Friday, February 27, 2009

Friday Photo Challenge #2: Humanity v.3.0 - "Separate But Equal"


"Black History"
Raleigh, NC - September 2007 (Click to embiggen)

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I can actually remember -- in my lifetime -- a day when doors like this weren't hung in a museum, but in businesses in my hometown. A lot of bloggers, a lot of people in general actually, are thankfully too young to have ever seen this kind of intolerance in anything but a history book. Thankfully, these doors are now a curiosity in the Raleigh City Museum and serve not to divide people, but to teach the lessons of history so that future generations will never have to repeat them.

Seeing this exhibit which I shot in the late summer of 2007 only serves to underscore the historic significance of last November's election. In forty years, the city that once relegated African Americans to the back of the bus, or their own "separate but equal" drinking fountains and restrooms voted in support of just such a man to occupy the nation's highest office. The election didn't bring an end to bigotry, but it did mark a point of progress in that pursuit.
Violence Unsilenced
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18 comments:

Ishtar said...

I am always amazed at how people can go out of their way to look for the differences between themselves and the people outside their immediate sphere.

Kathy said...

Sad to say there are still people out there that would love to see something like this become common place again. The intolerance that still goes on in 2009 is heartbreaking. Since the election the upsurge of hate groups has gotten large here in Oklahoma.

Shadow said...

yeah, we used to have them too.

Pagan Sphinx said...

A most excellent choice. I'm so glad you posted this.

Daryl said...

Most excellent!

Asha said...

WOW! I haven't seen this one anywhere personally. I guess it would have applied to me too here in the past, although in India I am a Shaiva, one of the "high" caste people! ;D

Indians still do that without that "so called" door even today in the name of caste anyway but Govt gives lots of privileges if we belong to lower caste!!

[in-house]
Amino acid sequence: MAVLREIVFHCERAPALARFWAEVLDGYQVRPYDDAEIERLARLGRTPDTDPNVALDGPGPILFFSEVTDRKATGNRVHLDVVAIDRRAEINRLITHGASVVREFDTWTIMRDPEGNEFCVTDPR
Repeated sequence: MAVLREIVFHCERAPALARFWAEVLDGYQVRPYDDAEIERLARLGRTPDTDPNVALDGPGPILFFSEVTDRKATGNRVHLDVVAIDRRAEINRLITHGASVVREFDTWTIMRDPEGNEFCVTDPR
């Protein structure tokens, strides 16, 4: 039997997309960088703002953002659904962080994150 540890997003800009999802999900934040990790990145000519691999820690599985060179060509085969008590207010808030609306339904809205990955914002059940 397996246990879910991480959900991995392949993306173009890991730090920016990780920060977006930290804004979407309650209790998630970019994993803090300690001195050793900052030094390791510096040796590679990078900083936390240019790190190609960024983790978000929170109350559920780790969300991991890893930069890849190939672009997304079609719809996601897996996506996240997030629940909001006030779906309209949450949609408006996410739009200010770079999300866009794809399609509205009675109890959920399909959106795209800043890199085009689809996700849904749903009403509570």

Shaivas had to go on strike to "demand" the govt to classify us as "lower" caste so our children can get into great colleges and jobs easily! Tragedy and circus of it all to survive! Hahaha!

Thought you might like this delicious Jamaican festival for a weekend snack.

http://aromahope.blogspot.com/2009/02/jamaican-festival-fried-bread.html

Kay said...

Exactly.

Thank you for the shot.... I think it is paramount to our humanity to be reminded of our past , even when that past is horrible.

It gives me hope for the future.

Annie said...

The only good thing about this picture, Jazz, is the word "men" following the word "colored". At least they weren't relegated to some sub-human catagory. Thank God we have moved on, at least somewhat.

Robin said...

A chilling reminder, and one that is now thankfully relegated to museums and history books.

david mcmahon said...

As we become an increasingly multi-cultural society, we need to be reminded how fortunate we are. Thank you.

Sarah Laurence said...

That racist doors photo does show how far we have come. Amazing isn’t it? Lovely photos on this blog – I especially liked the icicle. Nice to connect with you!

SandyCarlson said...

Hmm....the ghost of that attitude still haunts many places, doesn't it. Scary to think those doors made perfect sense to whole numbers of people.

Thanks for the reminder.

Pouty Lips said...

It's not something to be proud of but it is good to jog the memory so that we don't let this happen again. Look at how we treated the Japanese, and the Irish? It's not a history to be proud of that's for sure. Oh, the photo is very good and goes well with the theme. I rate it excellent!

lisaschaos said...

I do not remember those days. Ouch! Now we're only segregated by sex in the bathrooms. ;)

ciara said...

those doors may have been gone by the time i entered this world, but i do remember facing some prejudice and racism. how can you not when your dad's family is from alabama, and your mom is not white? it's good to see that we've come this far, but we still have a little ways to go.

kathleen dale said...

Mojo - I am sorry to say I DO remember these days. I also remember the separate water fountains as well. This was a very sad time in the history of our country.

You are an amazing person with such a deep conscience for finding the wrong and correcting it, and finding the right and doing it. You have a beautiful soul. Your soul soars like that hawk.

I would love to meet you in person. If you ever come to Memphis, please let me know so I can take you to dinner and share stories and thoughts. God bless you kind person.

Mojo said...

@Kathleen: I can't find the link to your blog on your profile, and I have no email address for you, so I can't respond to you directly... but thanks for your kind comments. I don't know that you're not giving me a little too much credit, but thanks all the same.

Sheila @ Dr Cason.org said...

I'm ashamed that that was ever normal in our country and grateful for the change.